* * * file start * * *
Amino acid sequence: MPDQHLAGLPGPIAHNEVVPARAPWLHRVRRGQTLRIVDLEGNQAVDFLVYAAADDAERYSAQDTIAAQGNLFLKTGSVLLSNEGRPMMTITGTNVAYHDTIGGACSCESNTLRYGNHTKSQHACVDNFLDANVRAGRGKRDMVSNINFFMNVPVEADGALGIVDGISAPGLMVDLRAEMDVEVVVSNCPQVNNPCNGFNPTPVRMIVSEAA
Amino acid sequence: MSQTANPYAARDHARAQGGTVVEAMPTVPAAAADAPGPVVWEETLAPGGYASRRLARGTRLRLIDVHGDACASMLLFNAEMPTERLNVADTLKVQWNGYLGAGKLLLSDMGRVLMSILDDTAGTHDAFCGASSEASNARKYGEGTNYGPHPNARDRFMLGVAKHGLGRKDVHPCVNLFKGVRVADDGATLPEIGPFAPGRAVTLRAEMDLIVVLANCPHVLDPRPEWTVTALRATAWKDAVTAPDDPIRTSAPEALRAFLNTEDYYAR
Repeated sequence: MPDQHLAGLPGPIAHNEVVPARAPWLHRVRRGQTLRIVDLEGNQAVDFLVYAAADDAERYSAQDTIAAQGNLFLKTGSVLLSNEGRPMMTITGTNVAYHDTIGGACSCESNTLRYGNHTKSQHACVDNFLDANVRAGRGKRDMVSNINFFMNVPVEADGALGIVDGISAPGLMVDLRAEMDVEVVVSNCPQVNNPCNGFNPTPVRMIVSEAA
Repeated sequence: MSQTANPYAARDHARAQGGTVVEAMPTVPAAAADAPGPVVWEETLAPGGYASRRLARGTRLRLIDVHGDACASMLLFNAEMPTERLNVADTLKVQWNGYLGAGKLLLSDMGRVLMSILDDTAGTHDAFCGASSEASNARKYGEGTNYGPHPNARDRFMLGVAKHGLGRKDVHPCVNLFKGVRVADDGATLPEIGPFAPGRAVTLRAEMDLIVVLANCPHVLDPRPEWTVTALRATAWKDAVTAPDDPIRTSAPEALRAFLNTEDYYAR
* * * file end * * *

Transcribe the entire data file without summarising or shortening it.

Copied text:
Amino acid sequence: MPDQHLAGLPGPIAHNEVVPARAPWLHRVRRGQTLRIVDLEGNQAVDFLVYAAADDAERYSAQDTIAAQGNLFLKTGSVLLSNEGRPMMTITGTNVAYHDTIGGACSCESNTLRYGNHTKSQHACVDNFLDANVRAGRGKRDMVSNINFFMNVPVEADGALGIVDGISAPGLMVDLRAEMDVEVVVSNCPQVNNPCNGFNPTPVRMIVSEAA
Amino acid sequence: MSQTANPYAARDHARAQGGTVVEAMPTVPAAAADAPGPVVWEETLAPGGYASRRLARGTRLRLIDVHGDACASMLLFNAEMPTERLNVADTLKVQWNGYLGAGKLLLSDMGRVLMSILDDTAGTHDAFCGASSEASNARKYGEGTNYGPHPNARDRFMLGVAKHGLGRKDVHPCVNLFKGVRVADDGATLPEIGPFAPGRAVTLRAEMDLIVVLANCPHVLDPRPEWTVTALRATAWKDAVTAPDDPIRTSAPEALRAFLNTEDYYAR
Repeated sequence: MPDQHLAGLPGPIAHNEVVPARAPWLHRVRRGQTLRIVDLEGNQAVDFLVYAAADDAERYSAQDTIAAQGNLFLKTGSVLLSNEGRPMMTITGTNVAYHDTIGGACSCESNTLRYGNHTKSQHACVDNFLDANVRAGRGKRDMVSNINFFMNVPVEADGALGIVDGISAPGLMVDLRAEMDVEVVVSNCPQVNNPCNGFNPTPVRMIVSEAA
Repeated sequence: MSQTANPYAARDHARAQGGTVVEAMPTVPAAAADAPGPVVWEETLAPGGYASRRLARGTRLRLIDVHGDACASMLLFNAEMPTERLNVADTLKVQWNGYLGAGKLLLSDMGRVLMSILDDTAGTHDAFCGASSEASNARKYGEGTNYGPHPNARDRFMLGVAKHGLGRKDVHPCVNLFKGVRVADDGATLPEIGPFAPGRAVTLRAEMDLIVVLANCPHVLDPRPEWTVTALRATAWKDAVTAPDDPIRTSAPEALRAFLNTEDYYAR